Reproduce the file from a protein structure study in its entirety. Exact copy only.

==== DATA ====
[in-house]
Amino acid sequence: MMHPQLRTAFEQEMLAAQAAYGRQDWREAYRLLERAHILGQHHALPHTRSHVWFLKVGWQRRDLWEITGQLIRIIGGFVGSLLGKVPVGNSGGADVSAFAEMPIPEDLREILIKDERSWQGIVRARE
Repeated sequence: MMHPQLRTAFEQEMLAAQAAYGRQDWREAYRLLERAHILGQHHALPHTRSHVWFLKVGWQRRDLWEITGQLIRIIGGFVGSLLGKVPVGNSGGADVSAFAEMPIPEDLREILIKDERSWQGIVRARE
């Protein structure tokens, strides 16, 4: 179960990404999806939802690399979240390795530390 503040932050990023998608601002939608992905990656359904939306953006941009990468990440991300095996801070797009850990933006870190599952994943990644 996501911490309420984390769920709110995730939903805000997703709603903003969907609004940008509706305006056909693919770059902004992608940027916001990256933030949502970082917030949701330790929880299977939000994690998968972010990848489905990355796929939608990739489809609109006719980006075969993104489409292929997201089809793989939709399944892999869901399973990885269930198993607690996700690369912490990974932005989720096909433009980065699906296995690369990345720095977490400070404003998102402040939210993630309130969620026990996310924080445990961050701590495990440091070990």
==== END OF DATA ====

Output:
[in-house]
Amino acid sequence: MMHPQLRTAFEQEMLAAQAAYGRQDWREAYRLLERAHILGQHHALPHTRSHVWFLKVGWQRRDLWEITGQLIRIIGGFVGSLLGKVPVGNSGGADVSAFAEMPIPEDLREILIKDERSWQGIVRARE
Repeated sequence: MMHPQLRTAFEQEMLAAQAAYGRQDWREAYRLLERAHILGQHHALPHTRSHVWFLKVGWQRRDLWEITGQLIRIIGGFVGSLLGKVPVGNSGGADVSAFAEMPIPEDLREILIKDERSWQGIVRARE
């Protein structure tokens, strides 16, 4: 179960990404999806939802690399979240390795530390 503040932050990023998608601002939608992905990656359904939306953006941009990468990440991300095996801070797009850990933006870190599952994943990644 996501911490309420984390769920709110995730939903805000997703709603903003969907609004940008509706305006056909693919770059902004992608940027916001990256933030949502970082917030949701330790929880299977939000994690998968972010990848489905990355796929939608990739489809609109006719980006075969993104489409292929997201089809793989939709399944892999869901399973990885269930198993607690996700690369912490990974932005989720096909433009980065699906296995690369990345720095977490400070404003998102402040939210993630309130969620026990996310924080445990961050701590495990440091070990």